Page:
Mary Portas, the retail expert dubbed “queen of shops” by British television, today (13 December) released 28 recommendations on how to breathe life back into the UK's struggling high streets.

The government-commissioned review is part of wider plans to stimulate strong and sustainable growth across the country.

Portas' proposals focus on ways of getting town centres running like businesses, and levelling the playing field for smaller operators against out-of town malls by ensuring a strong 'town centre first' approach in planning. She is also recommending a better definition of landlords' roles and responsibilities, and giving communities a greater say in how their high streets are run.

The report recommends a range of planning policy incentives along with a new tax on car parks in out-of-town malls, as well as free parking in town centres to get consumers back onto the high street.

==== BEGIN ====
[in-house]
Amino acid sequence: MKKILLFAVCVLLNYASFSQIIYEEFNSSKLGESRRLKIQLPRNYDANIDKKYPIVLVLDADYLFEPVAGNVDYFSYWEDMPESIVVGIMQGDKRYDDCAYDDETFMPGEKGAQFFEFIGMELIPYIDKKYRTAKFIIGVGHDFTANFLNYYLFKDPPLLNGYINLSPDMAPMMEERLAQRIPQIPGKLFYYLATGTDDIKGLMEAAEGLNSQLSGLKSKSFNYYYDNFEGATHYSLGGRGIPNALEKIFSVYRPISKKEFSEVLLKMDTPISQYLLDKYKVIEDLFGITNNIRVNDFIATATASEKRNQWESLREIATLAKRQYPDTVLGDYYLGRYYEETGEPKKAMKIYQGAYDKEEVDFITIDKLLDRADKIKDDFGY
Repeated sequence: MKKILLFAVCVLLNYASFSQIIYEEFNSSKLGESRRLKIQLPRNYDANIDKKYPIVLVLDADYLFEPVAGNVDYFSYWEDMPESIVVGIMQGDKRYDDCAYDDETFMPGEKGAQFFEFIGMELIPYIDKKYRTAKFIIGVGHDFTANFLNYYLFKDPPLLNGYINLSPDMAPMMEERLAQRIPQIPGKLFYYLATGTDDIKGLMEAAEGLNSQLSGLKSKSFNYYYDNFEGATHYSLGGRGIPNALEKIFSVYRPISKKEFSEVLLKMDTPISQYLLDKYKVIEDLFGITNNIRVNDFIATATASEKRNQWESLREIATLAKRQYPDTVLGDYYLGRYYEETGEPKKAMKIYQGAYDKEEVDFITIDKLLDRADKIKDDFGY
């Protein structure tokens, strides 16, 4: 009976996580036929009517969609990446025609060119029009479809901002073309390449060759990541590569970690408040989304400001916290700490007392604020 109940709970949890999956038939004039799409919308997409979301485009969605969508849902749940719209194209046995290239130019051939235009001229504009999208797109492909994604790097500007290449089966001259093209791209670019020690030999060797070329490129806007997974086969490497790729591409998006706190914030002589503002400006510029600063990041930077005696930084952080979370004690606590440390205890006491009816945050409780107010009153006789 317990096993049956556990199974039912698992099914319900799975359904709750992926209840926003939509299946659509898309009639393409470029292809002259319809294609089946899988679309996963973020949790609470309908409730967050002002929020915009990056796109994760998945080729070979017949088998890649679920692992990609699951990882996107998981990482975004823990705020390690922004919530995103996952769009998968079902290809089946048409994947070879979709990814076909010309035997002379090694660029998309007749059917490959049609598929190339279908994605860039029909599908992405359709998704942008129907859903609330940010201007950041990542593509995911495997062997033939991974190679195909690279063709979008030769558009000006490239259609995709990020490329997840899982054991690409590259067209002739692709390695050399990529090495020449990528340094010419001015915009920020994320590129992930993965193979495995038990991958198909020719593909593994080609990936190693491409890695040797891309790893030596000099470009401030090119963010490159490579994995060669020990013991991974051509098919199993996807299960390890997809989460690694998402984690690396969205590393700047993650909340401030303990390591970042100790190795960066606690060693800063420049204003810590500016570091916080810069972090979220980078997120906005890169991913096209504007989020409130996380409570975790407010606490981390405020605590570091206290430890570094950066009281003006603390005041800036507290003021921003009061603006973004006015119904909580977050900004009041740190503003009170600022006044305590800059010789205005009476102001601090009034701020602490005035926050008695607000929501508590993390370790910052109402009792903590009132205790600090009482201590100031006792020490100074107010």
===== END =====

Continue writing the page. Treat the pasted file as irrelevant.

She explains that shoppers have been shifting away from town centres towards out-of-town retail and entertainment developments like Westfield in London. Less than half of UK retail spending is on high streets, and the figure is falling, according to statistics from the Department for Business, Innovation and Skills.

Portas also highlights her concerns at the expansion of the country's major supermarkets into selling "all manner of things that people used to buy on the high street", with these retailers now allocating more than one-third of their space to non-food sales.

Commenting on the report, Prime Minister David Cameron said: "The high street should be at the very heart of every community, bringing people together, providing essential services and creating jobs and investment; so it is vital that we do all that we can to ensure they thrive.

"I am delighted that Mary Portas has produced such a clear vision on how we can create vibrant and diverse town centres and breathe life back into our high streets."

The government is set to review Portas' recommendations and will publish its response next spring.